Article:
When You Are Getting Married . . . (and your teammate isn’t)

by Amy Young on February 13, 2017

I received an email from a young woman who had read Looming Transitions. Janice is a Canadian serving in Laos, but soon to leave as she is moving to France to marry her French fiancé. She wrote so beautifully about the tension singles can feel around marriage. I received permission to share this excerpt.

Dear Amy,

“In this type of lifestyle, my roommate and I spend a lot of time together. We live together, we work together, we go to the market together, we go out visiting people together, we go on walks together, we pray together, we watch movies together, we read each other’s books.

Before I came to Laos I didn’t know her. However, we found we get along quite well. We have many overlapping interests and can talk about some personal subjects. I feel bad about not being there to help deal with challenges like money requests and electrical system issues. I also know that my leaving means that there will be periods of time where she is alone as the only expat. In the past there have been periods when I was alone in our town for weeks at a time. Despite having locals I was working with and visiting, and despite the fact that I am largely an introvert, I struggled with loneliness. I feel guilty about potentially putting her in the same situationeven though she doesn’t mind being alone here as much as I do.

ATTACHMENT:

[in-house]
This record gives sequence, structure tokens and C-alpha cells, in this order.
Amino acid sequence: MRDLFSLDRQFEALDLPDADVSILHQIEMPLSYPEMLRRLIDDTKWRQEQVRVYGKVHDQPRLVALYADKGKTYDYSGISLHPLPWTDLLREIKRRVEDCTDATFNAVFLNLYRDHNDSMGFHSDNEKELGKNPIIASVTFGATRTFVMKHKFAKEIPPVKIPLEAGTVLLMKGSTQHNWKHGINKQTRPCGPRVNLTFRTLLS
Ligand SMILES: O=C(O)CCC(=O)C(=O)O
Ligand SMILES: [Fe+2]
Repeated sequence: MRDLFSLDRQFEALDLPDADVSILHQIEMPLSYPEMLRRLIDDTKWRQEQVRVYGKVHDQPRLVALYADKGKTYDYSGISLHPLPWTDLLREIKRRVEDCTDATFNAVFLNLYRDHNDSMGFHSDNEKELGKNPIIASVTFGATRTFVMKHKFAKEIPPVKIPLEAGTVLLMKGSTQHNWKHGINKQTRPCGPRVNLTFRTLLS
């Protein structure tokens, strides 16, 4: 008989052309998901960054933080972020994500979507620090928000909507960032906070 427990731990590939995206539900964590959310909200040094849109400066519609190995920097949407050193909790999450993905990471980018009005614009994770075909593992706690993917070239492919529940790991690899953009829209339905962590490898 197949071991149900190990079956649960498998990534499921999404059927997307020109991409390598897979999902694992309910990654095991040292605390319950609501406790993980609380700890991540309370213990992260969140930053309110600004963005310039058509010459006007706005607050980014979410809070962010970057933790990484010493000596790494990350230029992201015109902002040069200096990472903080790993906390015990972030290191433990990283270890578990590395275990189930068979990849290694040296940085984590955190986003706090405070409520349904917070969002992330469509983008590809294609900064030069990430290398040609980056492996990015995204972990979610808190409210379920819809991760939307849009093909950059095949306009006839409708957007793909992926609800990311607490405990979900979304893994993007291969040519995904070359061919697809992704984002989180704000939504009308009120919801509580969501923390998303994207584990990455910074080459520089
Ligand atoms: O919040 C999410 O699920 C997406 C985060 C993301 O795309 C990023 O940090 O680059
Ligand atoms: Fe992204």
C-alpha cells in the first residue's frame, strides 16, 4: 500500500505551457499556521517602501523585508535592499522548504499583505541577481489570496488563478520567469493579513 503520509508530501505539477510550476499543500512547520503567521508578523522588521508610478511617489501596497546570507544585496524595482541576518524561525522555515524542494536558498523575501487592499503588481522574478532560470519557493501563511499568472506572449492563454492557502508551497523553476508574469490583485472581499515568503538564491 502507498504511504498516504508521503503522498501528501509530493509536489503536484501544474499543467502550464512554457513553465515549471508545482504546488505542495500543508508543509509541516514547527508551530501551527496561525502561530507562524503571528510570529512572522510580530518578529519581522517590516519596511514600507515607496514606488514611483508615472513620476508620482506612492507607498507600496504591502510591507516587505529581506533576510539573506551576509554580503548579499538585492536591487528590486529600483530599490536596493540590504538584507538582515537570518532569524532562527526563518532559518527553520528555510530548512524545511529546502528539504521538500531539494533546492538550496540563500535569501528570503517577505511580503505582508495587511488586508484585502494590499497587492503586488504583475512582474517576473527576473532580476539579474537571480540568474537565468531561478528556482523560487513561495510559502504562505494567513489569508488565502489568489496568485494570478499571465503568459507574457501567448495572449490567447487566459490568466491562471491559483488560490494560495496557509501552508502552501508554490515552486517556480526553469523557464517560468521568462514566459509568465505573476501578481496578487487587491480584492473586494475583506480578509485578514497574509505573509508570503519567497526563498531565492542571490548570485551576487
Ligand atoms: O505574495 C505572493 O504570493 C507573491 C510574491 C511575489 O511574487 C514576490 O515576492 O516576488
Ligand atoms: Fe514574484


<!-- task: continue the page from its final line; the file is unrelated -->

“Aside from this, is the fact that I am leaving to get married, which is where I feel the worst about the situation. My roommate really desires to be married. She is mid-30s, and has been in Laos for over seven years. So she is older than me, she’s been overseas longer than me, and she has probably been praying for a husband longer than me.

“I know that God does not always do things in ways that seem obviously fair to us, but in this situation I feel the unfairness very deeply myself, and I can only imagine how it might feel from her perspective. In the past, she’s expressed her frustrations to me about how difficult it is to meet men while living here. And then I connected with this man, and now I‘m engaged. Everything about it just seems so unfair. And I know that there are many other single women like her serving overseas, because there are so many more of us than there are single men.